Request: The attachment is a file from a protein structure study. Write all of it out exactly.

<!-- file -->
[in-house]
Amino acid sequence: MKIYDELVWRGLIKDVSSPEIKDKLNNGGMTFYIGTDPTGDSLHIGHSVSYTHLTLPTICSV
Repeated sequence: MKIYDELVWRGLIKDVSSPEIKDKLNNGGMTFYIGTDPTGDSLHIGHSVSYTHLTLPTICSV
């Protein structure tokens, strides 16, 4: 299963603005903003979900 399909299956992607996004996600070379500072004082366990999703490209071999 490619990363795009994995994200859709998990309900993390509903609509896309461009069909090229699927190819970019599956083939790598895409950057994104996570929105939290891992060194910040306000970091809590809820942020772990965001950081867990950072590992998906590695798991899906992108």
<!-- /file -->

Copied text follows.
[in-house]
Amino acid sequence: MKIYDELVWRGLIKDVSSPEIKDKLNNGGMTFYIGTDPTGDSLHIGHSVSYTHLTLPTICSV
Repeated sequence: MKIYDELVWRGLIKDVSSPEIKDKLNNGGMTFYIGTDPTGDSLHIGHSVSYTHLTLPTICSV
């Protein structure tokens, strides 16, 4: 299963603005903003979900 399909299956992607996004996600070379500072004082366990999703490209071999 490619990363795009994995994200859709998990309900993390509903609509896309461009069909090229699927190819970019599956083939790598895409950057994104996570929105939290891992060194910040306000970091809590809820942020772990965001950081867990950072590992998906590695798991899906992108």